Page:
I have been experiencing panic attacks when I think about upcoming scans. How should I address these panic attacks and prevent them from occurring in the future?

Fay Hlubocky, licensed clinical health psychologist at University of Chicago Medicine

Panic attacks are abrupt, intense episodes of fear and anxiety that cause physical, cognitive and emotional symptoms. Panic is an extreme form of the body’s “fight-or-flight” response that alerts you to a threatening situation. This reaction helps us in realistically dangerous circumstances. Yet, for many people, this response also occurs in psychologically overwhelming situations, such as when there’s an upcoming scan.

Any person with a history of cancer, especially individuals with a personal or family history of anxiety, may experience panic attacks at any point during their cancer journey, from diagnosis through long-term survivorship. A panic attack can be an uncomfortable, frightening experience. While panic attacks are not dangerous or life-threatening, living with the constant fear of future attacks can become overwhelming and debilitating.

Several strategies can help you regain control by directly addressing the underlying fears and intense anxiety associated with panic attacks. Your oncology team may offer several options, including medication, cognitive behavioral therapy, mindfulness-based stress reduction, and individual or group therapy. Cognitive behavioral therapy helps you first identify the cause of your anxiety and then manage the underlying distress and fear you are experiencing by reframing anxiety-specific automatic thoughts. Other helpful tools you can use to tackle the anxiety associated with panic attacks include relaxation training, breathing retraining, visualization, affirmations and writing in a panic diary.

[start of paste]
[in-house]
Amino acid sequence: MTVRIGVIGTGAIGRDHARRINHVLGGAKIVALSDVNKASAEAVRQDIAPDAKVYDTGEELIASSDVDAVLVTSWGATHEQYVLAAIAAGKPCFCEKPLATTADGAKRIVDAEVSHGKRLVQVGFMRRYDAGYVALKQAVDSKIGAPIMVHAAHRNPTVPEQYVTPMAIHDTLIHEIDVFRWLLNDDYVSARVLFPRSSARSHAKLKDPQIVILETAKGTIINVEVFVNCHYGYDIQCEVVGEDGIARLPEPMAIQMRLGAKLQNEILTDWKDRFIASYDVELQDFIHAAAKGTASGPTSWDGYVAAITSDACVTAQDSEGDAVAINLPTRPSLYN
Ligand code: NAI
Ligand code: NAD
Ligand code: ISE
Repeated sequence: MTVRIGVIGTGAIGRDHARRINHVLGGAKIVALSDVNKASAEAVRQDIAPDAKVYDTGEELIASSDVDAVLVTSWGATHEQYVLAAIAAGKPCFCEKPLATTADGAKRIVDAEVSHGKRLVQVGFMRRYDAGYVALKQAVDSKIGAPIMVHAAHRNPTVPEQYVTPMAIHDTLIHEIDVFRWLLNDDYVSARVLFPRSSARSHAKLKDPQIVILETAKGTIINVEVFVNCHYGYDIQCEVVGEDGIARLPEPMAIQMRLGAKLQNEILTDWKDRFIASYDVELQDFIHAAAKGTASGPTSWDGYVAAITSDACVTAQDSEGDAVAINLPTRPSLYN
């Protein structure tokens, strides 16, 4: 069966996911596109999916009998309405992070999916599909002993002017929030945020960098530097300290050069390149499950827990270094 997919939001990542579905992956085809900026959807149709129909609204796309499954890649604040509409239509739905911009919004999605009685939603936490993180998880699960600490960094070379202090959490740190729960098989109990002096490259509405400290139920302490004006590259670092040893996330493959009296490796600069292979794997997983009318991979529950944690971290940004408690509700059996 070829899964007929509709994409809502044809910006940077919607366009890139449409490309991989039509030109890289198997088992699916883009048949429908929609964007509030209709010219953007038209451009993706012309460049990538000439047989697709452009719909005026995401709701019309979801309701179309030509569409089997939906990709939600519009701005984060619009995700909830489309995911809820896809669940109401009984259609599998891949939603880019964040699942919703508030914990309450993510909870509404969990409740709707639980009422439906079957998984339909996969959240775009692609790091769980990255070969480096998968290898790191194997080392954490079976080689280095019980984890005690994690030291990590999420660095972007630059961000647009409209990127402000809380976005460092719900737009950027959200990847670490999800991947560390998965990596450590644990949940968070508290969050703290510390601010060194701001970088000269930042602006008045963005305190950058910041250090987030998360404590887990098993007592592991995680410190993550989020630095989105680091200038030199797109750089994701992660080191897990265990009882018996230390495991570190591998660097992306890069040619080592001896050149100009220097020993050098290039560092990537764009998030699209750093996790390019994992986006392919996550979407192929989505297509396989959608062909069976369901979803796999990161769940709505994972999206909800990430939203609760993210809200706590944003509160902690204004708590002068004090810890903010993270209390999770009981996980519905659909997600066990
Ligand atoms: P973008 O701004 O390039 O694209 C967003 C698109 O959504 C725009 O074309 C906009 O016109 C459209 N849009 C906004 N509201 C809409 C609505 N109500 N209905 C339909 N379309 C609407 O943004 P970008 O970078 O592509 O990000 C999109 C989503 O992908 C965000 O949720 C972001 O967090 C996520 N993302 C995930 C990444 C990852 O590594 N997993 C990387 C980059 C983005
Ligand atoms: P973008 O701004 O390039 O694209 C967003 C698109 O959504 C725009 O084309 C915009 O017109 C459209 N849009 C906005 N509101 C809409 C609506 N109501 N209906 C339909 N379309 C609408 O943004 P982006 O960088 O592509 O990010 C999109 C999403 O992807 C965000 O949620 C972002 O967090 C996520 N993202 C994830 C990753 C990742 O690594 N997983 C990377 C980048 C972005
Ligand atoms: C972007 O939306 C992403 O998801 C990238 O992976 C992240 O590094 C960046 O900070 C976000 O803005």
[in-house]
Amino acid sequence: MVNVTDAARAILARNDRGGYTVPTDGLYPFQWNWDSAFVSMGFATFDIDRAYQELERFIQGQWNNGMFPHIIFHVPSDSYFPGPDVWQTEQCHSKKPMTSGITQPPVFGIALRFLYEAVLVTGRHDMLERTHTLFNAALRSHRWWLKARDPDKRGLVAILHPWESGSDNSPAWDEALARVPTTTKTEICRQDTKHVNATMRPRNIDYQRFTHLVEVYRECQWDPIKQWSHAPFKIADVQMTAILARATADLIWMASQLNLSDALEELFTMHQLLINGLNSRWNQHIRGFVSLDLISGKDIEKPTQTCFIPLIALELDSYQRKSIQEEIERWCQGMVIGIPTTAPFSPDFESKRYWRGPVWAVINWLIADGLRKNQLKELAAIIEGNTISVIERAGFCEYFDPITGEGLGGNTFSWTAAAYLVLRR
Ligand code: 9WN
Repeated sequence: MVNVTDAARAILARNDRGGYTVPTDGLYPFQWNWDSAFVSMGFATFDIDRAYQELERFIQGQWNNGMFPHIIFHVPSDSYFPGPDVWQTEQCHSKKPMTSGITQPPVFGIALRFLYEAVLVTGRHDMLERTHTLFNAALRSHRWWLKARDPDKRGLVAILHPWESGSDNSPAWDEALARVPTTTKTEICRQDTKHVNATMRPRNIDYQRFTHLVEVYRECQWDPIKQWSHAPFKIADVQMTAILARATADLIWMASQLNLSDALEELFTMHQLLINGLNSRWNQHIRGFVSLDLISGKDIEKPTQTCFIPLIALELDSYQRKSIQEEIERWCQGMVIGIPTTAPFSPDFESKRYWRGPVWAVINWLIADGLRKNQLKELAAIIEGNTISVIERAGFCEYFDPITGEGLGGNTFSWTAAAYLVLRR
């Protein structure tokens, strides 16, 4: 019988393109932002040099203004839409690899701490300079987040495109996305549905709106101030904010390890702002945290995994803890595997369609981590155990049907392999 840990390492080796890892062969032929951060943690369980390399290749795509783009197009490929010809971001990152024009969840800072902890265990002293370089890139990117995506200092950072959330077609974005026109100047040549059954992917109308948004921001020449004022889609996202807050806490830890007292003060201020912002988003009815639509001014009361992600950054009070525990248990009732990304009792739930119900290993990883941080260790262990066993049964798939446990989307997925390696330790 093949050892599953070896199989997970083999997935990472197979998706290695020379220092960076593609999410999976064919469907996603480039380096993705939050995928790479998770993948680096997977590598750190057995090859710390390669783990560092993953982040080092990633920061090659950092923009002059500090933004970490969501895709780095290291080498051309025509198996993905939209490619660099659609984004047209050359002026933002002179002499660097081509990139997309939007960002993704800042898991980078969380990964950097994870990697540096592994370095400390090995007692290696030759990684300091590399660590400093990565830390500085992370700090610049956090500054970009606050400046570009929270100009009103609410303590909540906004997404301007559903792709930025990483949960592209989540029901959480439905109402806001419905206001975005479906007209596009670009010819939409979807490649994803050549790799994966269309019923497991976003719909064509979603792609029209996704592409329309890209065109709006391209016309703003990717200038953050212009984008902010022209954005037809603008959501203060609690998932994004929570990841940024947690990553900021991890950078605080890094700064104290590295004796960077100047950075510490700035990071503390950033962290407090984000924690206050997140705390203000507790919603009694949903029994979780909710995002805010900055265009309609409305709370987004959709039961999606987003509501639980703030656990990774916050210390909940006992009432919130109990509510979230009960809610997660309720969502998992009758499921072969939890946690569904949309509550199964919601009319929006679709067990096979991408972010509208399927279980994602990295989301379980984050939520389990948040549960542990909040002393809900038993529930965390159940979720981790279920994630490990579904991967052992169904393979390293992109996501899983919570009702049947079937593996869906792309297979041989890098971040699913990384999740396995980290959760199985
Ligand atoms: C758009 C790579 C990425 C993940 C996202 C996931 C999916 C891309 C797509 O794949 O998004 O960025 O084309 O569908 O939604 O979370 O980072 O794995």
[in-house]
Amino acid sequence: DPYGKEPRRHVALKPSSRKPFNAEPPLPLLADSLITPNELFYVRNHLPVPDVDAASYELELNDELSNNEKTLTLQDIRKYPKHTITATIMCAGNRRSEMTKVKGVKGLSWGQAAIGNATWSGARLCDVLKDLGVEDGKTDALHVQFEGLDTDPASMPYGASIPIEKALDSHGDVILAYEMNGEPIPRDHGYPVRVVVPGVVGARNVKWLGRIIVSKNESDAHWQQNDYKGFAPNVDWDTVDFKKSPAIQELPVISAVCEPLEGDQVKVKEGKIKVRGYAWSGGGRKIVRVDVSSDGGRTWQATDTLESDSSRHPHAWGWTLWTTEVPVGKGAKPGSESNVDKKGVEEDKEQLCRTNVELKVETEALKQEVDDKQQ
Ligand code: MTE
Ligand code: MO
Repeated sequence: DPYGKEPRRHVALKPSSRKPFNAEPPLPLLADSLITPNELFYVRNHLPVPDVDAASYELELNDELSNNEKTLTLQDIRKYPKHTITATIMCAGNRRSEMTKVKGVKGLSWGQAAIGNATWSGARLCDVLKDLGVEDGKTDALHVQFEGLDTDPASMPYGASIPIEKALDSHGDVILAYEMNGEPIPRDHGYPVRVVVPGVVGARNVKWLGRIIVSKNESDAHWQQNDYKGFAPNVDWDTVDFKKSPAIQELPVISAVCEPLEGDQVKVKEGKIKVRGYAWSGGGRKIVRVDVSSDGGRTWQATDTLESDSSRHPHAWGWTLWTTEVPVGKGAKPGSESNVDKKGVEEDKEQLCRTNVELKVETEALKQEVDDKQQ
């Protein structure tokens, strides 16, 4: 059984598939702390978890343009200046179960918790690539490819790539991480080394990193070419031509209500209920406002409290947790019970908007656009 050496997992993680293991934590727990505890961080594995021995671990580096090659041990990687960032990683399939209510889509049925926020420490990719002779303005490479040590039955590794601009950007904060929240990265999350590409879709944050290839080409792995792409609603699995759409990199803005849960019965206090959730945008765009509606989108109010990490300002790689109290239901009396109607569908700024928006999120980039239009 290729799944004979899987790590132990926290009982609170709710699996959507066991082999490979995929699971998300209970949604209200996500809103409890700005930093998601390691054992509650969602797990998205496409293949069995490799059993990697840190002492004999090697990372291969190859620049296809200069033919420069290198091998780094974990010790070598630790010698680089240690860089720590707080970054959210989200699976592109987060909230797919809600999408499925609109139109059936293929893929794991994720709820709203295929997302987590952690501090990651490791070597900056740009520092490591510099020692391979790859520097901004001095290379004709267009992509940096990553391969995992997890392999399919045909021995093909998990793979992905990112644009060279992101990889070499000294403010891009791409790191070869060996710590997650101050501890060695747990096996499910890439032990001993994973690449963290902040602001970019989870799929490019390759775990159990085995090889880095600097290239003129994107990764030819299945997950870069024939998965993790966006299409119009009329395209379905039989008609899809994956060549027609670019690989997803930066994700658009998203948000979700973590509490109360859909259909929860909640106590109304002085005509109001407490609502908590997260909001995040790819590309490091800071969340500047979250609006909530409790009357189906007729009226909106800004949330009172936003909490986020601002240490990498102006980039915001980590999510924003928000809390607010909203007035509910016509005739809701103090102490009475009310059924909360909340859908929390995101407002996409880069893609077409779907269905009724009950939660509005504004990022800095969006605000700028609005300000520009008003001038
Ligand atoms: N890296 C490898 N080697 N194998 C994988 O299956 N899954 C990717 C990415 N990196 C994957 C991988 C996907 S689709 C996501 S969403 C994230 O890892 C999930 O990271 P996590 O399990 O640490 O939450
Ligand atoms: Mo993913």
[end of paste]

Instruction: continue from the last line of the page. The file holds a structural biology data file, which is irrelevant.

If you experience panic attacks, talk to your oncology team and ask for a referral for psychosocial oncology care experts. They can help you identify your triggers and guide you in applying tools to address panic and prevent future attacks. If your hospital or cancer center does not offer psychosocial support services, several advocacy organizations offer both free online connections to therapists or support groups and in-person therapy with mental health professionals.

In the meantime, practice staying in the present moment and using self-talk methods to promote a calm, accepting attitude toward yourself and your current experience. To help you cope with a panic attack in the moment, remind yourself, “My symptoms are caused by anxiety.”


Take deep breaths to bring the panic attack under control. Close your eyes, breathe in slowly and deeply through your nose, and breathe out slowly from the mouth, concentrating on every breath. Repeat at your own pace. If these breathing exercises are uncomfortable, you may also distract yourself from your anxiety by focusing on pleasurable activities or places you enjoy. Partnering with a psychosocial oncology clinician can help you to master these techniques.

With the needed support and guidance, you can learn to manage the intensity of panic attacks and your own experience of them. You can take back control, confront your fears and nurture yourself with kindness. You are going through a great deal now, and many people in similar situations experience these moments of panic. Know that you are not alone.

PANIC ATTACKS // Cleveland Clinic offers tips to help prevent panic attacks by identifying and avoiding triggers. // Mayo Clinic details the difference between having a panic attack and having panic disorder.

The expert’s response was edited for clarity and based on an interview with Kendall K. Morgan.